Ed Herrmann looks to have just hit one into the gap. He will now toss the bat away and run with all his might. In his 11-year career, Ed Herrmann stole six bases and hit four triples, but even these meager testaments to the ability to move fast enough to capitalize on occasional freakish circumstances were far in the past at the time of this snapshot. All his might will still not make Ed Herrmann move very fast.
As I understand it, the type of baseball card that is generally worth the most money is the one in which a future superstar makes his first appearance: the rookie card. This 1979 Ed Herrmann card is from a set at the opposite end of that spectrum: a card showing a well-traveled, forgettable part-timer who has already played his last game. (Other examples of this shown previously on this site include, among others, thousand-yard-staring David Clyde and off-the-grid yeti Joe Wallis.) These would seem to me to be the more rare, hence more valuable, hobbyist specimens. They are, in a certain light, mistakes, in that a baseball card is not meant as a tribute to the season just past but rather as a companion for the current season. The proof of this principle is in the doctoring of the cards of players (such as Dave Cash and Reggie Jackson) who have switched to new teams just before the start of the season. If Topps went to such lengths to underscore the fact that Dave Cash, for example, was no longer a Phillie, you would think that they would also take similar pains to try to doctor Ed Herrmann out of the picture altogether.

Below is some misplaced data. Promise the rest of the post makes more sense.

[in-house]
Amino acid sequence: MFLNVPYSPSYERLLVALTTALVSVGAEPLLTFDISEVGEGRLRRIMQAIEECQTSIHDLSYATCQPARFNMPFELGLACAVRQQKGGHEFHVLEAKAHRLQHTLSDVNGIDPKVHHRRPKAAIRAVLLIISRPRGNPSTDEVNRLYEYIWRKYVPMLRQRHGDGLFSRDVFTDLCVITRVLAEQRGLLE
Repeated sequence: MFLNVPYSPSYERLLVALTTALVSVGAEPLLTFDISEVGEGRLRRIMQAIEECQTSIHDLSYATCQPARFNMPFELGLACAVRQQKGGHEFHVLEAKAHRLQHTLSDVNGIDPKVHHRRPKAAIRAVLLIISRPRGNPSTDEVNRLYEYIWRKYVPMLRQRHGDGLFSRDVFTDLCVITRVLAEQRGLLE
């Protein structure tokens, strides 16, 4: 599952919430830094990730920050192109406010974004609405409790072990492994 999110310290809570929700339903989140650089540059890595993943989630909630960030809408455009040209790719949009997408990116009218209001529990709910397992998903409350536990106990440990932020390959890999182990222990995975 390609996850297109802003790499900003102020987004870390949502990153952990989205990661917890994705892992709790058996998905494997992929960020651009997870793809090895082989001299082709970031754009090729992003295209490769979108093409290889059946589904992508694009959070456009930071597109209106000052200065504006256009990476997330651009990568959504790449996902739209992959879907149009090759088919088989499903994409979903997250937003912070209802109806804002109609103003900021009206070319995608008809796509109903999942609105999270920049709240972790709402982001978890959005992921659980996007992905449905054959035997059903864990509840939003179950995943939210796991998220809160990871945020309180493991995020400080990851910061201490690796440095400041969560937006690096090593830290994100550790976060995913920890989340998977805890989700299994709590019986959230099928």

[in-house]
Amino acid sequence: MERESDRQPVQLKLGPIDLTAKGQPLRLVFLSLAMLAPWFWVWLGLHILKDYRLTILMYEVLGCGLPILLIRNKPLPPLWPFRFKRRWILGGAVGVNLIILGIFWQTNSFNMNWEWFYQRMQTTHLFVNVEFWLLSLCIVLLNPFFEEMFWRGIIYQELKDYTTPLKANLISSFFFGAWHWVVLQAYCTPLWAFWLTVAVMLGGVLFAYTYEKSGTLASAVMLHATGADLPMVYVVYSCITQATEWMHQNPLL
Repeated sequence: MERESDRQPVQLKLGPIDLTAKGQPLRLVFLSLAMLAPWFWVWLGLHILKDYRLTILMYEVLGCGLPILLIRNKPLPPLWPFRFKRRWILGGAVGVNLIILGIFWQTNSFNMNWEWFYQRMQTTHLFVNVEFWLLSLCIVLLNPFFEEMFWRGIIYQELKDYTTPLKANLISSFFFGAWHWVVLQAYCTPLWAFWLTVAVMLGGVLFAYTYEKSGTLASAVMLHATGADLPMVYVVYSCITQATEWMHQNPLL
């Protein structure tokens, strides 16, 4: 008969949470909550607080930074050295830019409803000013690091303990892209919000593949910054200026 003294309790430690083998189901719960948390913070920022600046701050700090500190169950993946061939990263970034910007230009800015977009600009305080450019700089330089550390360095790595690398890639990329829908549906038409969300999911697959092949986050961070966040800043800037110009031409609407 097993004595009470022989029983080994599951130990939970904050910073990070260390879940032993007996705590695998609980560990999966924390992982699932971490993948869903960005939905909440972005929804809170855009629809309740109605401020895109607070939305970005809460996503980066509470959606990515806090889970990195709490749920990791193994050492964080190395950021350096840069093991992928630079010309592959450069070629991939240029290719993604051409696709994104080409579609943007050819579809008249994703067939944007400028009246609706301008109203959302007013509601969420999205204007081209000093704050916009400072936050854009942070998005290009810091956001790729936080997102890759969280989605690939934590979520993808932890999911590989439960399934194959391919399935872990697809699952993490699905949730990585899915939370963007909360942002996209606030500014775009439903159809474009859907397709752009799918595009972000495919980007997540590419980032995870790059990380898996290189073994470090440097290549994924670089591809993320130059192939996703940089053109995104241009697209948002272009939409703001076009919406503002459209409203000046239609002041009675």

But somehow, even though Ed Herrmann was released at the end of 1978, giving Topps plenty of time to stop the presses on the 1979 Ed Herrmann card, the 1979 Ed Herrmann card slipped through. Maybe only a few made it to the stores before quality control realized the error. Maybe the card is as rare as the 1952 Mickey Mantle card or even the 1909 Honus Wagner card. If so, the scarcity of the card has done nothing for its value among collectors–a cursory glance on Google shows the 1979 Ed Herrmann card selling for between 25 and 50 cents (compared to the Honus Wagner card, which is worth over a million dollars).
But I value this rare card, this beautiful mistake, for it has allowed Ed Herrmann one more moment of baseball life, that ball bounding into the gap with double written all over it for anyone with even below average speed. Unfortunately, as noted earlier, Ed Herrmann has speed even below below average. His expression here shows doubt, concern, even regret in the placement of his well-struck hit. He knows that he will be expected to end up on second base, and he knows that this is going to be a difficult if not impossible feat. He’ll probably get thrown out and have to lumber back to the dugout beneath the wilting gaze of incredulous fans and teammates alike. How could you have turned that success into failure, Ed Herrmann?
But then again, maybe he has a chance. That’s what this card that shouldn’t even exist in the first place says to me. If this card can exist, maybe the lumbering picture of doom upon it has a chance to beat the throw to second.
Maybe there’s hope for all us mathematically eliminated.
Haul ass, Ed Herrmann, haul ass.